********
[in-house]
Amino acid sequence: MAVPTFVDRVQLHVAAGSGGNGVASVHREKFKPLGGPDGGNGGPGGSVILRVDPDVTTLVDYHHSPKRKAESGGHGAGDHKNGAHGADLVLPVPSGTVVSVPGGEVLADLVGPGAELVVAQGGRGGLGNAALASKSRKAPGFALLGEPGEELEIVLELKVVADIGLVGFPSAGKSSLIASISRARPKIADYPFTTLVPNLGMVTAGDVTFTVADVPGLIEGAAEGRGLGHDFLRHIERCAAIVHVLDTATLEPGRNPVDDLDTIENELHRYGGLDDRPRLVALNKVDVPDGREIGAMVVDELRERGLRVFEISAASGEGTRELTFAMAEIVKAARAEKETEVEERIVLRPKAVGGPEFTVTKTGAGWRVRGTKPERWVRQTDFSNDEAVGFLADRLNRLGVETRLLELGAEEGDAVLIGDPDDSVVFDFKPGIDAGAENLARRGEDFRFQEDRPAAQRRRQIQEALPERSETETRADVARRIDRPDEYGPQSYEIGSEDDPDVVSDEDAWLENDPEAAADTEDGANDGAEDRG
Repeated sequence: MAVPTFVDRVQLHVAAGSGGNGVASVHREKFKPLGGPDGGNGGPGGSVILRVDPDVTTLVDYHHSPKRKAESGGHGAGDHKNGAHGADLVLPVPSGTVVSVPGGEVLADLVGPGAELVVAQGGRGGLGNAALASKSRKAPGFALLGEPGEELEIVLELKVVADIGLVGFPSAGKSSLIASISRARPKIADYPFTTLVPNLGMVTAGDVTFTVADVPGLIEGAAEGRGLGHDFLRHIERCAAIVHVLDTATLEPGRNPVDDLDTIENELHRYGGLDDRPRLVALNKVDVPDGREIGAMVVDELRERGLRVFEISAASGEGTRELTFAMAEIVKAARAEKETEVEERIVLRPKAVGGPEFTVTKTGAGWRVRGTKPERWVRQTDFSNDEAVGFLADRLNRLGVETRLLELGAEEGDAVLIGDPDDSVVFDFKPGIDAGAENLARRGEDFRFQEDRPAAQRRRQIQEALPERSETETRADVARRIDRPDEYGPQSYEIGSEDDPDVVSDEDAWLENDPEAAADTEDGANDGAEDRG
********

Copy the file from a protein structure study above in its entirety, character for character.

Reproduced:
[in-house]
Amino acid sequence: MAVPTFVDRVQLHVAAGSGGNGVASVHREKFKPLGGPDGGNGGPGGSVILRVDPDVTTLVDYHHSPKRKAESGGHGAGDHKNGAHGADLVLPVPSGTVVSVPGGEVLADLVGPGAELVVAQGGRGGLGNAALASKSRKAPGFALLGEPGEELEIVLELKVVADIGLVGFPSAGKSSLIASISRARPKIADYPFTTLVPNLGMVTAGDVTFTVADVPGLIEGAAEGRGLGHDFLRHIERCAAIVHVLDTATLEPGRNPVDDLDTIENELHRYGGLDDRPRLVALNKVDVPDGREIGAMVVDELRERGLRVFEISAASGEGTRELTFAMAEIVKAARAEKETEVEERIVLRPKAVGGPEFTVTKTGAGWRVRGTKPERWVRQTDFSNDEAVGFLADRLNRLGVETRLLELGAEEGDAVLIGDPDDSVVFDFKPGIDAGAENLARRGEDFRFQEDRPAAQRRRQIQEALPERSETETRADVARRIDRPDEYGPQSYEIGSEDDPDVVSDEDAWLENDPEAAADTEDGANDGAEDRG
Repeated sequence: MAVPTFVDRVQLHVAAGSGGNGVASVHREKFKPLGGPDGGNGGPGGSVILRVDPDVTTLVDYHHSPKRKAESGGHGAGDHKNGAHGADLVLPVPSGTVVSVPGGEVLADLVGPGAELVVAQGGRGGLGNAALASKSRKAPGFALLGEPGEELEIVLELKVVADIGLVGFPSAGKSSLIASISRARPKIADYPFTTLVPNLGMVTAGDVTFTVADVPGLIEGAAEGRGLGHDFLRHIERCAAIVHVLDTATLEPGRNPVDDLDTIENELHRYGGLDDRPRLVALNKVDVPDGREIGAMVVDELRERGLRVFEISAASGEGTRELTFAMAEIVKAARAEKETEVEERIVLRPKAVGGPEFTVTKTGAGWRVRGTKPERWVRQTDFSNDEAVGFLADRLNRLGVETRLLELGAEEGDAVLIGDPDDSVVFDFKPGIDAGAENLARRGEDFRFQEDRPAAQRRRQIQEALPERSETETRADVARRIDRPDEYGPQSYEIGSEDDPDVVSDEDAWLENDPEAAADTEDGANDGAEDRG